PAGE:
The U.S. Presidential Election

The U.S. Presidential Election

At time of writing, it’s still quite unclear who the next President of the United States will be. Joe Biden is narrowly in the lead having flipped the important swing state of Arizona and looks to be pulling ahead in Wisconsin too, but Donald Trump has taken key victories in other important areas like Florida and Ohio. 

However, if you want a much faster way of figuring out who’s going to win the 2020 Presidential Election, I’ve got an easy solution for you — just look at the team that won the Super Bowl this year.

There is a long-standing theory which posits that if an American Football Conference (AFC) team wins the Super Bowl in an election year, the Republican candidate will take the White House. On the flip side, if a National Football Conference (NFC) team takes home the Vince Lombardi trophy, then a Democrat will become Commander-in-Chief. So, considering that the Kansas City Chiefs won this year’s Super Bowl, Trump is a shoo-in to retain the presidency, right?

Add to that a similar theory that if the Washington Redskins win their last home game prior to an election, the incumbent party will retain the White House. So we can be doubly-sure that Trump is going to remain in office.

Of course, as I’m sure the very intelligent members of the MyWallSt community can tell, suppositions like these hold about as much water as a sieve. Humans don’t deal too well with uncertainty and since time began, people have tried to find patterns in the chaos that will tell them what’s going to happen next. 

Just think of all the times that “the next crash” was predicted over the ten-year bull market we’ve just come out of. Not one of those guys predicted that it would be a global pandemic that would end it all (and neither did an NFL game, come to think of it).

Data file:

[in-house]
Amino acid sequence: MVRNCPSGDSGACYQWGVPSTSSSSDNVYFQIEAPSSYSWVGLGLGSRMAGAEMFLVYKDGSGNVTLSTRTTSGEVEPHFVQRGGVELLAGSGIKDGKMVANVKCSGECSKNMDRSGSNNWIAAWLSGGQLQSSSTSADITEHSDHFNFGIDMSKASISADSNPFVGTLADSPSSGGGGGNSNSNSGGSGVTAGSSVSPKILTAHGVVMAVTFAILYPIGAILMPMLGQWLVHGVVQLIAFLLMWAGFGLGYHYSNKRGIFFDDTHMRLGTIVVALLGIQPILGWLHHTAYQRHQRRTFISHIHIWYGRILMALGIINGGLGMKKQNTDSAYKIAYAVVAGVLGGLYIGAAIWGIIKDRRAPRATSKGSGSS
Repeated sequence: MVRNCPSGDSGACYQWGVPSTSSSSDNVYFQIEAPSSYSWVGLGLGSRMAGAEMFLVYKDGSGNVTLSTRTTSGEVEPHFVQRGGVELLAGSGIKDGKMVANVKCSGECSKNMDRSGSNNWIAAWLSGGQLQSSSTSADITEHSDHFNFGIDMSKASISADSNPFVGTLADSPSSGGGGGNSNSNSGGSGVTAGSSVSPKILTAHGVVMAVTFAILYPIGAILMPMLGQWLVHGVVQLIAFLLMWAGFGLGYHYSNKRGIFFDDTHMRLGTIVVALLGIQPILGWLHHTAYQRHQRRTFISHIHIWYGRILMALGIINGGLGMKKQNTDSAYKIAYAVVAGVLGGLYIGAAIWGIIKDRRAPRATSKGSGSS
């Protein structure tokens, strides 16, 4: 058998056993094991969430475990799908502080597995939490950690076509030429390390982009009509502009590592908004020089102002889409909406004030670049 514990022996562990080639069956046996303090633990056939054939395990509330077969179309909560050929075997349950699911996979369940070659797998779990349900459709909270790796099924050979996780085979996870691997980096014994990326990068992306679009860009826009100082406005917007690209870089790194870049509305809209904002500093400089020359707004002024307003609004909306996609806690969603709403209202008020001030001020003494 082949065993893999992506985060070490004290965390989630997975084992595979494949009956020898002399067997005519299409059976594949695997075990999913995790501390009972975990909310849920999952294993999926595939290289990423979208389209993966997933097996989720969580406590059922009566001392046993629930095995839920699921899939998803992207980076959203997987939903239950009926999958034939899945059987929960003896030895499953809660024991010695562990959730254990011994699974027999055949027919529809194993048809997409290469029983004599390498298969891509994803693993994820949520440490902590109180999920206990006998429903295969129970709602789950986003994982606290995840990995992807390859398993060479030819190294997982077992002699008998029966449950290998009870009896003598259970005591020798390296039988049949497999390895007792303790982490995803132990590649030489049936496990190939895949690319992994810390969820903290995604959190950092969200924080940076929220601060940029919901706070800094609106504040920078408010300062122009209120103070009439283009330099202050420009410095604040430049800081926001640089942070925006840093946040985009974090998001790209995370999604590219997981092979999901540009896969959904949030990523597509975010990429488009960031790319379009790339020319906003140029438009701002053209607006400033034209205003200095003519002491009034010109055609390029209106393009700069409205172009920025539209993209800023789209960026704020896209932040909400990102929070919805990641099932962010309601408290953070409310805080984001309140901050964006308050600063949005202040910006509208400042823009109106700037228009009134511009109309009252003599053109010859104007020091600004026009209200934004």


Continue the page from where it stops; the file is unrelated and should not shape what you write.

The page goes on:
The position of POTUS is amongst the most influential titles you can have on this planet. It makes sense, then, that over the course of the past few days we’ve had a couple of dozen questions from our community members asking what they should do with their investments in light of the upcoming election. This is perfectly understandable.

We’ve endured a pretty volatile market over the past two weeks already in the run-up to yesterday’s polling. Part of this was caused by the fact that the U.S. is closing in fast on the unwelcome milestone of 10 million confirmed cases of COVID-19, while over 230,000 people have sadly lost their lives too (nearly four times the amount of casualties suffered over the entirety of the Vietnam War). 

Other concerns that are rattling the market are more directly related to the election, including the fact that whatever administration takes power will have influence over the next round of stimulus funding to help the paralyzed economy. And let’s not forget that it seems quite likely that we won’t have a definitive result for a couple of days thanks to the high-level of post-in ballots that were submitted during this election. President Trump also threatened last night to contest the result if he loses, which brings in the possibility of involvement from the Supreme Court. Remember in 2000 when the contest between George W. Bush and Al Gore was not decided upon until almost a month after the election date by the Supreme Court? If this is to transpire again, the market’s would more than likely turn ugly.

These are all extremely valid short-term concerns that have rightly spooked many investors. However, as long-term investors, we have the privilege of ignoring these short-term dips and bumps in the belief that — over the long-term — great companies will grow and increase in value. 

Here are two important points to consider as you watch (or avoid) the rest of the election coverage and whatever might happen after that.

Firstly, we have no idea how the market will react to things over the short-term. This is just a simple fact. Remember back in 2016 when many people predicted a total collapse if the once-wildcard candidate Trump came into power. After an overnight panic on the international markets, virtually all of the losses were recovered by market open and the Dow Jones actually closed the day up 257 points, while the Nasdaq and the S&P 500 both rose over 1% apiece. 

The second thing is that presidents tend to get way too much credit for their influence on the market over the course of their term — both in a positive and negative sense. We try to personify the workings of the economy as the president’s triumph or fault, but more often than not, they’ve had very little to do with it.

To finish, I’ll share a tweet from our recent podcast guest Morgan Housel which shows the average annual market returns from the twenty previous presidents. 

The takeaway? Vote Coolidge 2024.


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